Professor Jean WOO

Prof. Jean WOO (left) states that strategies which can help prevent or delay the onset of frailty are important in an ageing population. Frailty prevention trainings can be developed and implemented in community elderly centres to reduce frailty in the community. 

Multicomponent Frailty Prevention Programme Reduces Frailty

Anna (left) says that her physical and cognitive functions have been improved after participating the multicomponent frailty prevention programme. Her muscle has increased and she does not feel short-of-breathe easily when climbing inclined road.

Combined frailty score was reduced by 36% in the intervention group

 

From 2017 to 2018, 127 “pre-frail” participants from community elderly centres of Hong Kong, with mean age of 62.2 years, were randomly assigned to an intervention group or to a control group. The intervention was a multicomponent frailty prevention programme consist of aerobic and resistance exercises, computer-assisted cognitive training, and board game activities that were carried out twice a week for 12 weeks. The primary outcomes were frailty status and a combined frailty measure including subjective (frailty status) and objective (grip strength, muscle endurance, balance, gait speed) measures. The secondary outcomes were attention, memory, executive function and self-rated health.

              

Participants were assessed by answering 5 yes-no questions, and be categorised as “robust” (0 point), “pre-frail” (1-2 point) or “frail” (3-5 point). The results of the intervention group and the control group at week 12 are as follows:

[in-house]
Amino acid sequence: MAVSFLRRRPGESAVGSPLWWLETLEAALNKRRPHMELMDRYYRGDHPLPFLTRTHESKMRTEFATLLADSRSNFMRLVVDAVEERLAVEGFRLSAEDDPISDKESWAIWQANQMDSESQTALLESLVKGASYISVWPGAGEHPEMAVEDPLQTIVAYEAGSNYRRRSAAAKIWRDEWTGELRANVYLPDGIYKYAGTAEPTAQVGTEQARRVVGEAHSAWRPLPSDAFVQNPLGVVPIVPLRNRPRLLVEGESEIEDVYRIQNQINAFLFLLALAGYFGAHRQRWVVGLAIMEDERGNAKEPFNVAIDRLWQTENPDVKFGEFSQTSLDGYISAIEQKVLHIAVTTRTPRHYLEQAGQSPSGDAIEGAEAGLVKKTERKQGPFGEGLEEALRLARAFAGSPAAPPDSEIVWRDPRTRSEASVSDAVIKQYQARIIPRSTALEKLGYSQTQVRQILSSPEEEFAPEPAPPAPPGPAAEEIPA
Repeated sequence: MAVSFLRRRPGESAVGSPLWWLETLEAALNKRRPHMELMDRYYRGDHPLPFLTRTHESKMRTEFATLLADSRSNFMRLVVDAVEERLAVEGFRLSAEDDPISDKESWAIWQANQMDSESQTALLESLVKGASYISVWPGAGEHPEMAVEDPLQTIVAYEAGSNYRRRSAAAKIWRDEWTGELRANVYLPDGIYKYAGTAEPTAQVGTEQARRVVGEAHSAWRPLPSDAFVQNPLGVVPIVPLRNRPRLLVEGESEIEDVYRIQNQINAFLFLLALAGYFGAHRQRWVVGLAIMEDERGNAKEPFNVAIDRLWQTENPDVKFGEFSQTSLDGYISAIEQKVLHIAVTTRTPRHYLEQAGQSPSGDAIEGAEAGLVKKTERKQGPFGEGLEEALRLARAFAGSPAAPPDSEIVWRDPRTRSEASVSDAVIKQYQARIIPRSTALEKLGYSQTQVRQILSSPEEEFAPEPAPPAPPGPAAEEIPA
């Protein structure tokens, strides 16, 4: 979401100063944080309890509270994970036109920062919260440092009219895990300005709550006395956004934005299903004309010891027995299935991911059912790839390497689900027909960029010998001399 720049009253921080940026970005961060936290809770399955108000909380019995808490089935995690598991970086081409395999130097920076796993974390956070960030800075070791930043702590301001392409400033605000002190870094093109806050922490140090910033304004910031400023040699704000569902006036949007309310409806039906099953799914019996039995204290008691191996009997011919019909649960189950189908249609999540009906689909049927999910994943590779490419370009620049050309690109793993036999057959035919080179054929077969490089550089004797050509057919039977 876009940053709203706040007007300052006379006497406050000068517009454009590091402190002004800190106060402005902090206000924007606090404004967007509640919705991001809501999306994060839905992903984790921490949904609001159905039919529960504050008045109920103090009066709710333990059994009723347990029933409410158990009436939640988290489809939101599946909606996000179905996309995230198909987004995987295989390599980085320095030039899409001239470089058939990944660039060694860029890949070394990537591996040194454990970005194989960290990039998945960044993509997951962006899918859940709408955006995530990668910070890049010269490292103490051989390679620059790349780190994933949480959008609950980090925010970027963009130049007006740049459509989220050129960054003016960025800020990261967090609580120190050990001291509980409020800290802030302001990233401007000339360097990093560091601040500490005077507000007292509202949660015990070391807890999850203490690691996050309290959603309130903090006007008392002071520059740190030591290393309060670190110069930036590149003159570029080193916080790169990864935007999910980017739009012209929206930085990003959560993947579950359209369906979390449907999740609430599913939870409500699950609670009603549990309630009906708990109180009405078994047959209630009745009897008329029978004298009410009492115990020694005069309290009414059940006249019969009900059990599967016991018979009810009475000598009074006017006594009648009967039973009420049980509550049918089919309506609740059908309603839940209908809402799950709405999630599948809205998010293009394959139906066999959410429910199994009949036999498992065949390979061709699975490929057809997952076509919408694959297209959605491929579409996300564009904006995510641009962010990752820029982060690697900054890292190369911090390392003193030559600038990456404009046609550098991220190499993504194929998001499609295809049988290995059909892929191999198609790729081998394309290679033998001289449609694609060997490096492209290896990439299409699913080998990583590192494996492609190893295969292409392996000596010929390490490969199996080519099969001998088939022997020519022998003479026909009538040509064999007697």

Intervention Group

Control Group

Participants reversed from “pre-frailty” to “robust” phenotype

83.3%

1.6%

Participants with low muscle endurance

Reduced 70.8%

Increased 28.6%

Participants with poor balance

Reduced 89.5%

Reduced 17.6%

Combined assessment of frailty score

Reduced 36.4%

Increased 3.1%

 

In addition, participants in the intervention group had greater improvements in cognitive functions and self-rated health than in the control group. Details are tabulated as below:

 

Intervention Group

Control Group

Attention and memory (digit span score)

Increased 4.8%

Reduced 1.4%

Executive function (frontal assessment battery score)

Increased 13.8%

No changes

Participants with self-rated health as “Poor or fair”

Reduced 34.8%

Reduced 8.2%

 

Dr. Ruby YU, Senior Research Fellow of the Department of Medicine and Therapeutics and CUHK Jockey Club Institute of Ageing, stated, “The multicomponent frailty prevention programme reduced frailty and improved physical and cognitive functions, and self-rated health in pre-frail community-dwelling older persons. Findings of the study encourage promotion and implementation of the multicomponent frailty prevention programme in the welfare sector or delay progression of frailty in older people.”

 

For more information about the study, please browse:

https://www.jamda.com/article/S1525-8610(19)30640-1/pdf